Unaccustomed Earth by Jhumpa Lahiri

Unaccustomed EarthI am probably not going to have the chance to read Jhumpa Lahiri’s Man Booker Prize longlisted novel ‘The Lowland’ any time soon as it isn’t due to be published in the UK until the end of September so I thought I would try a collection of her short stories instead.  ‘Unaccustomed Earth’ contains eight exquisitely written stories.  The first half of the collection consists of five stand-alone stories while the second half is more of a novella in three parts featuring the same characters, Hema and Kaushik.

Many of the critics’ reviews on the inside cover of ‘Unaccustomed Earth’ expressed pleasant surprise that a collection of short stories had turned out to be such a commercial success as it is quite rare for such books to sell well.  Having now read Lahiri’s stories for myself, I can easily see why she has become such a respected and popular author.  The stories focus specifically on the experience of second-generation Bengali migrants in the United States and deal with a narrow set of themes based around cultural differences and generational conflict.  My favourite stories were ‘Only Goodness’ which was about a young woman’s relationship with her alcoholic brother and ‘Hell-Heaven’, a tale about a lonely young mother’s secret infatuation with a friend and the devastating consequences this has for her family.

‘Unaccustomed Earth’ is a consistently excellent collection of stories.  Lahiri writes perceptively about family relationships from all angles in a style which is elegant, understated and always immensely readable.  Her dual citizenship means that she could potentially be the first person to win both the Pulitzer Prize for Fiction and the Man Booker Prize if ‘The Lowland’ makes it onto the shortlist.  Either way, in the meantime, I will definitely be searching out her first collection of short stories ‘Interpreter of Maladies’ and her first novel ‘The Namesake’.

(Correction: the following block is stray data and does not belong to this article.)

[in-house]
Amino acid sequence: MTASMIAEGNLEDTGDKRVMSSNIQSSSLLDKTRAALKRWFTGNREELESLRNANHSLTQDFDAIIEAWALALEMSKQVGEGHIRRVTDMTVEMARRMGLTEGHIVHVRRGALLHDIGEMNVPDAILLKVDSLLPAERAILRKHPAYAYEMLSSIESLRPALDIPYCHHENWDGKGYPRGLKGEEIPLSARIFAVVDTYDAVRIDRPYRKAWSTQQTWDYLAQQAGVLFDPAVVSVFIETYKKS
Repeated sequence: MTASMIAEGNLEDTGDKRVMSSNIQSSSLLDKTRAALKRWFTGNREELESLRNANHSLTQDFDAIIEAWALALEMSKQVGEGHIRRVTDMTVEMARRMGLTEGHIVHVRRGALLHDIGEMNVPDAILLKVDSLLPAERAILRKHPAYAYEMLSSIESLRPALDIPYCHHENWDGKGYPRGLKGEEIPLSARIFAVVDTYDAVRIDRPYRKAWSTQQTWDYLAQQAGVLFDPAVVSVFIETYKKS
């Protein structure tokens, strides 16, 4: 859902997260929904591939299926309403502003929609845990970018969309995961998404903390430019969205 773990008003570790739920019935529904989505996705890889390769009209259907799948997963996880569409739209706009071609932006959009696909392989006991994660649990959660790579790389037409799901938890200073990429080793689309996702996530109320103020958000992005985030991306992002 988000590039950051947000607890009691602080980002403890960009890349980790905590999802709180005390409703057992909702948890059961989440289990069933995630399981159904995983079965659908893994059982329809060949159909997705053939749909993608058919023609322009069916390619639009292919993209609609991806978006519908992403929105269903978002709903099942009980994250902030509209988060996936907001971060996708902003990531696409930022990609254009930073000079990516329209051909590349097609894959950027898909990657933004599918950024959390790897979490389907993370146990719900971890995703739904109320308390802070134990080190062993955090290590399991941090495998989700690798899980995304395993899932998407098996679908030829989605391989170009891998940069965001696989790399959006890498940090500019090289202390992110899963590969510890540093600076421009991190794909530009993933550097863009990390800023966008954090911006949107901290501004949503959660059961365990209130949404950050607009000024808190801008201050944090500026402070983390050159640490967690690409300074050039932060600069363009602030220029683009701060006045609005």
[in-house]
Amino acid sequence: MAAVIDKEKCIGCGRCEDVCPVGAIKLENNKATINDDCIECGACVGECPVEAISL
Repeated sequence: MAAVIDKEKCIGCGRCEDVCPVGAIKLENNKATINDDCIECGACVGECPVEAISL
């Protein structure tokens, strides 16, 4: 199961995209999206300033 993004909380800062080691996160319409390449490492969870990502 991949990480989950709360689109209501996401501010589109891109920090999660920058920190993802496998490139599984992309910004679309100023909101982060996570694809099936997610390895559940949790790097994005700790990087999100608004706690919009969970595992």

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8 responses to “Unaccustomed Earth by Jhumpa Lahiri

  1. I’m glad to see this review and to know that you enjoyed the book. I read Namesake a few years ago (I enjoyed it, and subsequently rented the movie) and I’ve since bought her short story collections, but I haven’t gotten very far. I need to pick them up again! I was lucky enough to get an advanced copy of The Lowland and I will probably finish and write about it in the coming month.

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  2. This is the one work by Lahiri that I haven’t read and if I have time I will try and rectify that before the Booker short list is announced. I read her previous collection, ‘Interpreter of Maladies’, when it won the Pulitzer and it won even me, as anti short-stories as they come, over. If you get the chance, do pick up a copy.

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  3. I’ve read all of her stuff. Can’t wait for LOWLAND.

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  4. Have this one on my shelf, but haven’t gotten to it yet. I personally think that short stories are her strong suit, and I liked Interpreter of Maladies more than the Namesake, so I will be curious to see your reaction. Your review just moved this up a bit on my list–may have to get it on audio, since my 100 mile one-way daily commute (with no bus/train option) is making me into a nearly exclusive audiobook reader for now.

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  5. Pingback: Interpreter of Maladies and The Namesake by Jhumpa Lahiri | A Little Blog of Books and Other Stuff

  6. I liked these short stories much better than her earlier works actually. And I especially loved that trilogy at the end. This was one of the best books I read last year. I am really looking forward to reading The Lowland.

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  7. Pingback: The Lowland by Jhumpa Lahiri | A Little Blog of Books and Other Stuff

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